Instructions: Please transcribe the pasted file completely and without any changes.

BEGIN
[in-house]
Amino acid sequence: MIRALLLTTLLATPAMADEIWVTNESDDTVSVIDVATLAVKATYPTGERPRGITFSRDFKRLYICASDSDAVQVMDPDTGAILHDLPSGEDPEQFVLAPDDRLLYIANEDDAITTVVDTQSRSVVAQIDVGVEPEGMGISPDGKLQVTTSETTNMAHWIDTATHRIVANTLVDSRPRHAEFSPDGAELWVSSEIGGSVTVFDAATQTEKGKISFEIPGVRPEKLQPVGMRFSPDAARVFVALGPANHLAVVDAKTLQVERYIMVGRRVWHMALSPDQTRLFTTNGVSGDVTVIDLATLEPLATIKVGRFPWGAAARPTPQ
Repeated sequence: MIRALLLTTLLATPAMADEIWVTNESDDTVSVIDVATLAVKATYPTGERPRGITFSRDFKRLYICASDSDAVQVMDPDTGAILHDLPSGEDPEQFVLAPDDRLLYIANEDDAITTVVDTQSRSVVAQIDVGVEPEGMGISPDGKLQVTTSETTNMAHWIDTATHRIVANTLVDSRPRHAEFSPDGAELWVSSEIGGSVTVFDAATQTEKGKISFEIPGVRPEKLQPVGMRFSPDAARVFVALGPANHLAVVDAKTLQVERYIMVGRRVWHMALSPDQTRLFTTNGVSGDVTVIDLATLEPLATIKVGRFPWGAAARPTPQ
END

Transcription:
[in-house]
Amino acid sequence: MIRALLLTTLLATPAMADEIWVTNESDDTVSVIDVATLAVKATYPTGERPRGITFSRDFKRLYICASDSDAVQVMDPDTGAILHDLPSGEDPEQFVLAPDDRLLYIANEDDAITTVVDTQSRSVVAQIDVGVEPEGMGISPDGKLQVTTSETTNMAHWIDTATHRIVANTLVDSRPRHAEFSPDGAELWVSSEIGGSVTVFDAATQTEKGKISFEIPGVRPEKLQPVGMRFSPDAARVFVALGPANHLAVVDAKTLQVERYIMVGRRVWHMALSPDQTRLFTTNGVSGDVTVIDLATLEPLATIKVGRFPWGAAARPTPQ
Repeated sequence: MIRALLLTTLLATPAMADEIWVTNESDDTVSVIDVATLAVKATYPTGERPRGITFSRDFKRLYICASDSDAVQVMDPDTGAILHDLPSGEDPEQFVLAPDDRLLYIANEDDAITTVVDTQSRSVVAQIDVGVEPEGMGISPDGKLQVTTSETTNMAHWIDTATHRIVANTLVDSRPRHAEFSPDGAELWVSSEIGGSVTVFDAATQTEKGKISFEIPGVRPEKLQPVGMRFSPDAARVFVALGPANHLAVVDAKTLQVERYIMVGRRVWHMALSPDQTRLFTTNGVSGDVTVIDLATLEPLATIKVGRFPWGAAARPTPQ